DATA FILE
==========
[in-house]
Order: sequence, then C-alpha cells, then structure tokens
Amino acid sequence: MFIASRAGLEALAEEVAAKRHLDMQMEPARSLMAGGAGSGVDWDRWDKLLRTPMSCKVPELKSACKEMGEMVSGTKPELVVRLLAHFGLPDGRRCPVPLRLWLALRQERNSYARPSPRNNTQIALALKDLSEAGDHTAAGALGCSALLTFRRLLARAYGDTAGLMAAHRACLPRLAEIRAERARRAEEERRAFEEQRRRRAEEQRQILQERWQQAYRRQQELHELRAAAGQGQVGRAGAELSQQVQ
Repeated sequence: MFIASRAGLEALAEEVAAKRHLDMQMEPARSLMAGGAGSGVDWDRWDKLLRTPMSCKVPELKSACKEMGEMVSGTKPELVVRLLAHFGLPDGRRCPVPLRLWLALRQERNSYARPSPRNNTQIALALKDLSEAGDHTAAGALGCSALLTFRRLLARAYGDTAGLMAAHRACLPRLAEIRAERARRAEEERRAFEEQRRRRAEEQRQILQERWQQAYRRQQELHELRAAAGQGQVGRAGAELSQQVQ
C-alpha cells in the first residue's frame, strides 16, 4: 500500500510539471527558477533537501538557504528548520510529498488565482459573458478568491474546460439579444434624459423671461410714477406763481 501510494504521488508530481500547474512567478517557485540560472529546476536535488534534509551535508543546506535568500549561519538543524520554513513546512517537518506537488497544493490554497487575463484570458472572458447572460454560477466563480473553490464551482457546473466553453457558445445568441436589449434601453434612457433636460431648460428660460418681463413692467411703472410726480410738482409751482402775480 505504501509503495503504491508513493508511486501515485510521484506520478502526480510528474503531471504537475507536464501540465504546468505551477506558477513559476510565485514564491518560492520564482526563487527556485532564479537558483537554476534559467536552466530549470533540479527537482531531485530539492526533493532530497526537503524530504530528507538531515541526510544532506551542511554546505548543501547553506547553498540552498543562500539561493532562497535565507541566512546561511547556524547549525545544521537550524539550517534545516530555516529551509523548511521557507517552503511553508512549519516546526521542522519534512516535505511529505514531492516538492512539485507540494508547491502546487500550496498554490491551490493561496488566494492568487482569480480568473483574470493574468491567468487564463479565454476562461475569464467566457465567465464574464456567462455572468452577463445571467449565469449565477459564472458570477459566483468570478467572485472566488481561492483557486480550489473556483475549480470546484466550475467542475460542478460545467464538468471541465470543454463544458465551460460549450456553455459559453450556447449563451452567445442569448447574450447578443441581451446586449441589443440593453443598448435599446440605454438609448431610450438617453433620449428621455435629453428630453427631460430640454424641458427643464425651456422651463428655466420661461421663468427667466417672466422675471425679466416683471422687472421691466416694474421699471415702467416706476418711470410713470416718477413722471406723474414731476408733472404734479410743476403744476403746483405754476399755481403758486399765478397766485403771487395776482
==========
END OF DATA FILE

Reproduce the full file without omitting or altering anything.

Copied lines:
[in-house]
Order: sequence, then C-alpha cells, then structure tokens
Amino acid sequence: MFIASRAGLEALAEEVAAKRHLDMQMEPARSLMAGGAGSGVDWDRWDKLLRTPMSCKVPELKSACKEMGEMVSGTKPELVVRLLAHFGLPDGRRCPVPLRLWLALRQERNSYARPSPRNNTQIALALKDLSEAGDHTAAGALGCSALLTFRRLLARAYGDTAGLMAAHRACLPRLAEIRAERARRAEEERRAFEEQRRRRAEEQRQILQERWQQAYRRQQELHELRAAAGQGQVGRAGAELSQQVQ
Repeated sequence: MFIASRAGLEALAEEVAAKRHLDMQMEPARSLMAGGAGSGVDWDRWDKLLRTPMSCKVPELKSACKEMGEMVSGTKPELVVRLLAHFGLPDGRRCPVPLRLWLALRQERNSYARPSPRNNTQIALALKDLSEAGDHTAAGALGCSALLTFRRLLARAYGDTAGLMAAHRACLPRLAEIRAERARRAEEERRAFEEQRRRRAEEQRQILQERWQQAYRRQQELHELRAAAGQGQVGRAGAELSQQVQ
C-alpha cells in the first residue's frame, strides 16, 4: 500500500510539471527558477533537501538557504528548520510529498488565482459573458478568491474546460439579444434624459423671461410714477406763481 501510494504521488508530481500547474512567478517557485540560472529546476536535488534534509551535508543546506535568500549561519538543524520554513513546512517537518506537488497544493490554497487575463484570458472572458447572460454560477466563480473553490464551482457546473466553453457558445445568441436589449434601453434612457433636460431648460428660460418681463413692467411703472410726480410738482409751482402775480 505504501509503495503504491508513493508511486501515485510521484506520478502526480510528474503531471504537475507536464501540465504546468505551477506558477513559476510565485514564491518560492520564482526563487527556485532564479537558483537554476534559467536552466530549470533540479527537482531531485530539492526533493532530497526537503524530504530528507538531515541526510544532506551542511554546505548543501547553506547553498540552498543562500539561493532562497535565507541566512546561511547556524547549525545544521537550524539550517534545516530555516529551509523548511521557507517552503511553508512549519516546526521542522519534512516535505511529505514531492516538492512539485507540494508547491502546487500550496498554490491551490493561496488566494492568487482569480480568473483574470493574468491567468487564463479565454476562461475569464467566457465567465464574464456567462455572468452577463445571467449565469449565477459564472458570477459566483468570478467572485472566488481561492483557486480550489473556483475549480470546484466550475467542475460542478460545467464538468471541465470543454463544458465551460460549450456553455459559453450556447449563451452567445442569448447574450447578443441581451446586449441589443440593453443598448435599446440605454438609448431610450438617453433620449428621455435629453428630453427631460430640454424641458427643464425651456422651463428655466420661461421663468427667466417672466422675471425679466416683471422687472421691466416694474421699471415702467416706476418711470410713470416718477413722471406723474414731476408733472404734479410743476403744476403746483405754476399755481403758486399765478397766485403771487395776482